the latter could expose a State to nearly limitless liability. The former can thus be appropriately
dealt with by the forum States judiciary, while the inevitably political nature of the latter suggests
strongly that resolution should be pursued via inter-State processes.
7. Under current international law, therefore, States continue to be entitled to sovereign
immunity for acta jure imperii committed by their armed forces during armed conflict. Given that
the Courts task is to apply the existing law, nothing in the Courts Judgment today prevents the
continued evolution of the law on State immunity. In the past century, the law on State immunity
has evolved considerably in a manner that has significantly circumscribed the circumstances in
which a State is entitled to immunity. It is possible that further exceptions to State immunity will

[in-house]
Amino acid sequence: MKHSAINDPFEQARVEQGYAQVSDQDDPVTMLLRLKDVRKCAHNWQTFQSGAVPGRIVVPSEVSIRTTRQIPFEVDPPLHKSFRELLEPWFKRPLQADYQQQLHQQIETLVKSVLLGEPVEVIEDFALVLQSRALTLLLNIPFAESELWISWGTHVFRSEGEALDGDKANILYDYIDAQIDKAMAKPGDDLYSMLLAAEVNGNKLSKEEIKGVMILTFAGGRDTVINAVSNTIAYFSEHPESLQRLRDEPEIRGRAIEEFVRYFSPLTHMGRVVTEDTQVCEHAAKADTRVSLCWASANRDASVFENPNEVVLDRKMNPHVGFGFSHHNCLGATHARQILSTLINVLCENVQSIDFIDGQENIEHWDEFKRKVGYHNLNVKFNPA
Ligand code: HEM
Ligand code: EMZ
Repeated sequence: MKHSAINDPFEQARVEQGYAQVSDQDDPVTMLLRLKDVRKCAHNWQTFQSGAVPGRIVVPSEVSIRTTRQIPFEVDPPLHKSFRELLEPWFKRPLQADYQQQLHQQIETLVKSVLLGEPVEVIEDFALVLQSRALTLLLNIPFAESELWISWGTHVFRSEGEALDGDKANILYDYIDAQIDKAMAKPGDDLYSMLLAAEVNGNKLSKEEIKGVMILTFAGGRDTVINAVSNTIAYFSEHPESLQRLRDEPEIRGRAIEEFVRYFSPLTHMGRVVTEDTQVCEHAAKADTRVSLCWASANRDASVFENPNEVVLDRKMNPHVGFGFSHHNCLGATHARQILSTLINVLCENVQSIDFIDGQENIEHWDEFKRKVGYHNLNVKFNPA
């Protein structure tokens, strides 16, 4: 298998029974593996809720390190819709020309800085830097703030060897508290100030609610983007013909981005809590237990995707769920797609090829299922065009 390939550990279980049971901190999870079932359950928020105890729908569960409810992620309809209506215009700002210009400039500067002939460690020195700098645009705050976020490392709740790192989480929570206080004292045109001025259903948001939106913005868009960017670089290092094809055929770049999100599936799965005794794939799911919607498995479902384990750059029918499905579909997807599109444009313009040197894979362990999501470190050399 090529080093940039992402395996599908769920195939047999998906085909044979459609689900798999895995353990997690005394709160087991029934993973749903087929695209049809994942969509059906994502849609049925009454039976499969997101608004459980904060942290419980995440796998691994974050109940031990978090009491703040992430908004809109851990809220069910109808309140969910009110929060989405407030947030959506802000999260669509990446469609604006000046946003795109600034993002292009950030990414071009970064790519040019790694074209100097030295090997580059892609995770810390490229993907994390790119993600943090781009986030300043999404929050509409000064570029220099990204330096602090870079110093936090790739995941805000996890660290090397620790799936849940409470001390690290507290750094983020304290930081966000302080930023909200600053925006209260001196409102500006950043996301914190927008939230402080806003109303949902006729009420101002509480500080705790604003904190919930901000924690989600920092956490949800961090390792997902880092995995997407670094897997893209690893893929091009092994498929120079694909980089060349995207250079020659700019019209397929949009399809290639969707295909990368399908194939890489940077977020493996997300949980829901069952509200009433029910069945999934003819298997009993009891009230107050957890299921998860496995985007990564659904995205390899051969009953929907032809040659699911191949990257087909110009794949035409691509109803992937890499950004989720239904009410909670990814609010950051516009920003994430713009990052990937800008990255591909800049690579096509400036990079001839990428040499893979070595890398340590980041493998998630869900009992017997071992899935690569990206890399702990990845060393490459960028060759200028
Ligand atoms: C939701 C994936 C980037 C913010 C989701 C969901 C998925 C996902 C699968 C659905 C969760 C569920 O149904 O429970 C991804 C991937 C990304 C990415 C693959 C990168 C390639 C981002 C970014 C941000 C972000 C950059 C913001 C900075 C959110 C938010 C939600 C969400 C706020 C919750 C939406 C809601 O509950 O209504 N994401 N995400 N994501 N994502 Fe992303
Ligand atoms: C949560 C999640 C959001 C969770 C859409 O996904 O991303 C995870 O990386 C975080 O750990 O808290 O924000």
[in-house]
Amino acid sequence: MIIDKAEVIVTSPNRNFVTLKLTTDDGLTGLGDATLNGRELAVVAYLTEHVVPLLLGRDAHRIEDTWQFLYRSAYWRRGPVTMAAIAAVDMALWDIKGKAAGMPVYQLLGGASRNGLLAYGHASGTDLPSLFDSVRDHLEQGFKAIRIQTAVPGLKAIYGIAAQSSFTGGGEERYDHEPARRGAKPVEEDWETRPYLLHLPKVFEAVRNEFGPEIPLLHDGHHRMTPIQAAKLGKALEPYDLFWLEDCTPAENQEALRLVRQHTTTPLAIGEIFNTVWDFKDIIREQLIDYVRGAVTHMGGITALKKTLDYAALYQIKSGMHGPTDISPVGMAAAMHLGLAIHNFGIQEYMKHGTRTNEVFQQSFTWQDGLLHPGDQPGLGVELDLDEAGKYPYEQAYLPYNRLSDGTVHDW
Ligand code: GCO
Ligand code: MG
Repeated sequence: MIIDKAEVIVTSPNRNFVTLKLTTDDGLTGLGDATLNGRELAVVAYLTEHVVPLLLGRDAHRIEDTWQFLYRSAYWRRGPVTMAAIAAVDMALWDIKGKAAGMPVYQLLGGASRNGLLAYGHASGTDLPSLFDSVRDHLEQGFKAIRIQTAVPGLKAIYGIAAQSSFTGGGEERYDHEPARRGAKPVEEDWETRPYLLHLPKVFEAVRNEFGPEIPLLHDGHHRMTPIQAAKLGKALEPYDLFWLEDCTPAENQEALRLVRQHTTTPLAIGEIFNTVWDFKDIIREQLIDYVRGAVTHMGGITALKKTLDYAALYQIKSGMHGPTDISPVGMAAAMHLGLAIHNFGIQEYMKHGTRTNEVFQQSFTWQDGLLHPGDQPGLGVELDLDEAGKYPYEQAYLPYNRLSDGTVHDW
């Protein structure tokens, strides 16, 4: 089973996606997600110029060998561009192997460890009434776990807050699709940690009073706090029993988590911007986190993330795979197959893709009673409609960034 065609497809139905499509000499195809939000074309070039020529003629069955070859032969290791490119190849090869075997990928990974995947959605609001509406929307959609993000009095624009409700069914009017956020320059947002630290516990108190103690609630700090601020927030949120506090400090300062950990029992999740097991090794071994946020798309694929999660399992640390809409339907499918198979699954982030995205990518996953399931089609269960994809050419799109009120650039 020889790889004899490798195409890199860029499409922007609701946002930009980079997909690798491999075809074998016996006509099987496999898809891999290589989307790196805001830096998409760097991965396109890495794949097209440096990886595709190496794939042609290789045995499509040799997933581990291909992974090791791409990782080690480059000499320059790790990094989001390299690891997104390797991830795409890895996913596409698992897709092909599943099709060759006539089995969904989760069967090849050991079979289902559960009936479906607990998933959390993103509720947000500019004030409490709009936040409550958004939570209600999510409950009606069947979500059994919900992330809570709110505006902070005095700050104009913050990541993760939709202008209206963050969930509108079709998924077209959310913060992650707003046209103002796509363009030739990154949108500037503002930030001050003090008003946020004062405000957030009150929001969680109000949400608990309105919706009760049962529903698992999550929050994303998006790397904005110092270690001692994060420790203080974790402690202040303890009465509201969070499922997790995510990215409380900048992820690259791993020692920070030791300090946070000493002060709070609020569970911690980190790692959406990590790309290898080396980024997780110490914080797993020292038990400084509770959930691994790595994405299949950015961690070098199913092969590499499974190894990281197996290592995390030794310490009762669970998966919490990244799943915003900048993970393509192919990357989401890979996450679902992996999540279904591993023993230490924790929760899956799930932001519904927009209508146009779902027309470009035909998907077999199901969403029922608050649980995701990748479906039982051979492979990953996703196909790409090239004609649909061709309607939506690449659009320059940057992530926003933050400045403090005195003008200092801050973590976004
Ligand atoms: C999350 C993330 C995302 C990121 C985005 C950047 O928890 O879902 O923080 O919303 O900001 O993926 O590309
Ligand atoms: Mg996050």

continue to develop in the future. The Courts Judgment applies the law as it exists today.
8. I also consider it important to acknowledge and address the arguments made by Greece.
As a non-party intervenor in this case, Greece submitted a written statement in which it
emphasized, inter alia, the individual right to reparation in the event of grave violations of
humanitarian law (para. 34). Greece maintains that international humanitarian law confers direct
rights on individuals which are opposable to States (para. 35). In support of its argument Greece
cites, among other provisions, Article 3 of the Fourth Hague Convention of 1907 and Article 91 of
the 1977 Protocol Additional to the Geneva Conventions of 12 August 1949 (Protocol I).
9. Greece is correct in stating that international humanitarian law now regards individuals as
the ultimate beneficiaries of reparations for human rights violations (see International Law
Commission, Draft Articles on Responsibility of States for Internationally Wrongful Acts